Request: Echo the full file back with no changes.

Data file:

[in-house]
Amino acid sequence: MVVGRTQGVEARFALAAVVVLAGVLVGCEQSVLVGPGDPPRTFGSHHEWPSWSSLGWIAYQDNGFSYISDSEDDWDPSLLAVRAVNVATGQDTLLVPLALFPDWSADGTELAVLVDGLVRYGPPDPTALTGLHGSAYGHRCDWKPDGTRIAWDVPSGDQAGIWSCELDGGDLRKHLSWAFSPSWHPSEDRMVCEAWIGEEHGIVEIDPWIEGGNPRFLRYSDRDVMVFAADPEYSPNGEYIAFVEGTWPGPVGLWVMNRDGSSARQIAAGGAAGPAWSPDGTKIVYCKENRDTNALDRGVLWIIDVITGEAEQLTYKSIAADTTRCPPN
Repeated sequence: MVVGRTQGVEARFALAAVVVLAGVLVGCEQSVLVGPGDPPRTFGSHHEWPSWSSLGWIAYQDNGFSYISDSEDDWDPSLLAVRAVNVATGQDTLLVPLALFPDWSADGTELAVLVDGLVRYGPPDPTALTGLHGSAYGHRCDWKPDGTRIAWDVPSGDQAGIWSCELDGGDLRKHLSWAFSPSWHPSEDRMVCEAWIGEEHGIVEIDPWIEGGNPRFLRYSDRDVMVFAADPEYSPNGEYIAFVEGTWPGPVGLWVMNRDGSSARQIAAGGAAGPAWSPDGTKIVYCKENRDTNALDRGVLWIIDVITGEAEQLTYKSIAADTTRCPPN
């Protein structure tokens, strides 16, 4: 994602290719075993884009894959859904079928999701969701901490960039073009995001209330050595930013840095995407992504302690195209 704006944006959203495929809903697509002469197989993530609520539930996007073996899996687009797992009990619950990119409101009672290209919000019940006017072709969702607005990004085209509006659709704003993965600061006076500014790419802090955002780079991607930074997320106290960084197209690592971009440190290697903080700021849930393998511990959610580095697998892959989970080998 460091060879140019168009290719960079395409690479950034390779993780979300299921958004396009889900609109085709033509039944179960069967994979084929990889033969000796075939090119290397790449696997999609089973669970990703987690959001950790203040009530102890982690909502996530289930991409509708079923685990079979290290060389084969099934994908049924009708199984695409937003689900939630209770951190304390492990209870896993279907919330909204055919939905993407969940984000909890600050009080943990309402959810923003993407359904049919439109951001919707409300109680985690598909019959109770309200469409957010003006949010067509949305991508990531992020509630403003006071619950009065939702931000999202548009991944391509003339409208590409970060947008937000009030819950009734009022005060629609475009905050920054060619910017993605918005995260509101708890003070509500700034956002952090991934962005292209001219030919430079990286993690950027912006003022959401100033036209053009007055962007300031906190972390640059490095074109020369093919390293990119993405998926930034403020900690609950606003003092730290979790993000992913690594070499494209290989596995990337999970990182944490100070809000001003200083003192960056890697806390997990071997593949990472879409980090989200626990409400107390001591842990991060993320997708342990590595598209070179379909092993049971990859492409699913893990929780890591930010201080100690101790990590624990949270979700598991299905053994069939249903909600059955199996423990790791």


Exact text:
[in-house]
Amino acid sequence: MVVGRTQGVEARFALAAVVVLAGVLVGCEQSVLVGPGDPPRTFGSHHEWPSWSSLGWIAYQDNGFSYISDSEDDWDPSLLAVRAVNVATGQDTLLVPLALFPDWSADGTELAVLVDGLVRYGPPDPTALTGLHGSAYGHRCDWKPDGTRIAWDVPSGDQAGIWSCELDGGDLRKHLSWAFSPSWHPSEDRMVCEAWIGEEHGIVEIDPWIEGGNPRFLRYSDRDVMVFAADPEYSPNGEYIAFVEGTWPGPVGLWVMNRDGSSARQIAAGGAAGPAWSPDGTKIVYCKENRDTNALDRGVLWIIDVITGEAEQLTYKSIAADTTRCPPN
Repeated sequence: MVVGRTQGVEARFALAAVVVLAGVLVGCEQSVLVGPGDPPRTFGSHHEWPSWSSLGWIAYQDNGFSYISDSEDDWDPSLLAVRAVNVATGQDTLLVPLALFPDWSADGTELAVLVDGLVRYGPPDPTALTGLHGSAYGHRCDWKPDGTRIAWDVPSGDQAGIWSCELDGGDLRKHLSWAFSPSWHPSEDRMVCEAWIGEEHGIVEIDPWIEGGNPRFLRYSDRDVMVFAADPEYSPNGEYIAFVEGTWPGPVGLWVMNRDGSSARQIAAGGAAGPAWSPDGTKIVYCKENRDTNALDRGVLWIIDVITGEAEQLTYKSIAADTTRCPPN
């Protein structure tokens, strides 16, 4: 994602290719075993884009894959859904079928999701969701901490960039073009995001209330050595930013840095995407992504302690195209 704006944006959203495929809903697509002469197989993530609520539930996007073996899996687009797992009990619950990119409101009672290209919000019940006017072709969702607005990004085209509006659709704003993965600061006076500014790419802090955002780079991607930074997320106290960084197209690592971009440190290697903080700021849930393998511990959610580095697998892959989970080998 460091060879140019168009290719960079395409690479950034390779993780979300299921958004396009889900609109085709033509039944179960069967994979084929990889033969000796075939090119290397790449696997999609089973669970990703987690959001950790203040009530102890982690909502996530289930991409509708079923685990079979290290060389084969099934994908049924009708199984695409937003689900939630209770951190304390492990209870896993279907919330909204055919939905993407969940984000909890600050009080943990309402959810923003993407359904049919439109951001919707409300109680985690598909019959109770309200469409957010003006949010067509949305991508990531992020509630403003006071619950009065939702931000999202548009991944391509003339409208590409970060947008937000009030819950009734009022005060629609475009905050920054060619910017993605918005995260509101708890003070509500700034956002952090991934962005292209001219030919430079990286993690950027912006003022959401100033036209053009007055962007300031906190972390640059490095074109020369093919390293990119993405998926930034403020900690609950606003003092730290979790993000992913690594070499494209290989596995990337999970990182944490100070809000001003200083003192960056890697806390997990071997593949990472879409980090989200626990409400107390001591842990991060993320997708342990590595598209070179379909092993049971990859492409699913893990929780890591930010201080100690101790990590624990949270979700598991299905053994069939249903909600059955199996423990790791």